Those wanting to use the ThinkPad 10 as a tablet will want to check out the Quickshot Cover. It is a typical smart cover that turns the tablet on and off when open and shut, respectively. There is a unique feature that lets you fold down the corner covering the camera on the back of the ThinkPad 10 for taking pictures. Folding down the cover fires up the camera app. The Quickshot Cover is $45 from Lenovo. There is a loop on the cover for holding the tablet pen.

There is a desktop dock with ports for connecting peripherals to turn the ThinkPad 10 into a full desktop system. These ports include three-USB 3.0, Ethernet, and HDMI. Just drop the ThinkPad 10 in the dock and connect to everything at once. The dock also fast charges the tablet. The ThinkPad Tablet Dock is $129 from Lenovo.

Best Windows hybrid yet

The ThinkPad Tablet 10 is a great tablet given its small size. That, coupled with the Ultrabook Dock, even given its noted limitation, allows the Tablet 10 to work as a better laptop replacement than other options in this writer’s view. ThinkPad keyboards are really good, so give the edge to the ThinkPad Tablet 10 as both a tablet and a laptop replacement.

Other Windows hybrids have a better processor, but the Atom Bay Trail is more than powerful enough to run Windows 8.1. It also allows the Tablet 10 to run for 10 hours on a charge.

The ThinkPad Tablet 10 is priced at $599 as reviewed. Of course, you have to pony up another $119 for the Ultrabook Dock.

Pros
• Nice tablet
• Pen support available
• Fantastic keyboard option

Cons
• Touch Windows button
• Ultrabook dock without hinge

Reviewer’s rating:
9/10

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2 of 17 James Kendrick/ZDNet

Good tablet

The ThinkPad Tablet 10 is comfortable to use as a tablet for long periods. This is due to the 0.35 inch thickness and 1.3 pound weight.

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3 of 17 James Kendrick/ZDNet

Good in portrait

Tablets feel natural to use in portrait orientation and the ThinkPad 10 is very comfortable used this way.

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It's a ThinkPad

The black matte finish provides a secure surface for holding.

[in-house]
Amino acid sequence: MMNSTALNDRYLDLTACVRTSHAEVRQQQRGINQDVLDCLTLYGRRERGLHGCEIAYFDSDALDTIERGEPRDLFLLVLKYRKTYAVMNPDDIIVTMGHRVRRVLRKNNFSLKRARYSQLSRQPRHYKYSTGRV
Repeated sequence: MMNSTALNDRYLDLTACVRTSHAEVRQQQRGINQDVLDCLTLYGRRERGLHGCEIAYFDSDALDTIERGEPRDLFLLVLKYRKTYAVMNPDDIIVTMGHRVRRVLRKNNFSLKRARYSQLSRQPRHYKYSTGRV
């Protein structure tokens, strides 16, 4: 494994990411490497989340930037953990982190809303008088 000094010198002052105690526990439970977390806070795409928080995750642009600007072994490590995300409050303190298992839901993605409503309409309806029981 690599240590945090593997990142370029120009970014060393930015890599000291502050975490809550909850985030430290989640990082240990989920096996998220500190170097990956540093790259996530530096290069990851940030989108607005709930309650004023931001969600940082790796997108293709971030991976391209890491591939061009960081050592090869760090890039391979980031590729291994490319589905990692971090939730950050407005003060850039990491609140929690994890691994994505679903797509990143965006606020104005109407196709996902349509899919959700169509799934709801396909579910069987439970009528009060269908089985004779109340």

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Hard to hit power button

The button is small and recessed flush with the edge of the tablet and can be hard to hit as a result.

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ThinkPad 10 Quickshot Cover

This optional accessory ($45) attaches magnetically to the tablet and has smart cover technology.

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Clandestine photo taking

Flipping the corner of the case open uncovers the camera and starts the camera app.

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Red on the inside

The Quickshot Cover looks professional in black but is red on the inside.

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9 of 17 James Kendrick/ZDNet

Ultrabook Dock

The keyboard in the dock is typical ThinkPad -- great keys for fast touch typing. It is the best keyboard on a hybrid used to date out of dozens the author has tried.

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10 of 17 James Kendrick/ZDNet

Thin and light dock

The Ultrabook Dock only adds ounces to the weight of the tablet.

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The missing hinge

Unfortunately, Lenovo chose to use a 2-piece design for operation instead of putting a laptop-type hinge on the dock.

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Ready for action

When opened and the ThinkPad 10 tablet in the slot on the Ultrabook dock, the combo is like a nice laptop.

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Side view

This is a side view of the tablet and Ultrabook dock ready for typing.

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Left side

When closed, the Ultrabook dock and ThinkPad 10 tablet look like a ThinkPad laptop.

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Pen included

The ThinkPad 10 tablet comes with a pen but lacks storage for it. The Ultrabook dock has a silo on the right side for the pen (red top).

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Desktop dock

Lenovo has a dock for the ThinkPad 10 that adds a lot of ports for using with peripherals to turn the tablet into a desktop system.

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17 of 17 James Kendrick/ZDNet

Dock ports

The standard ports are on the back of the desktop dock.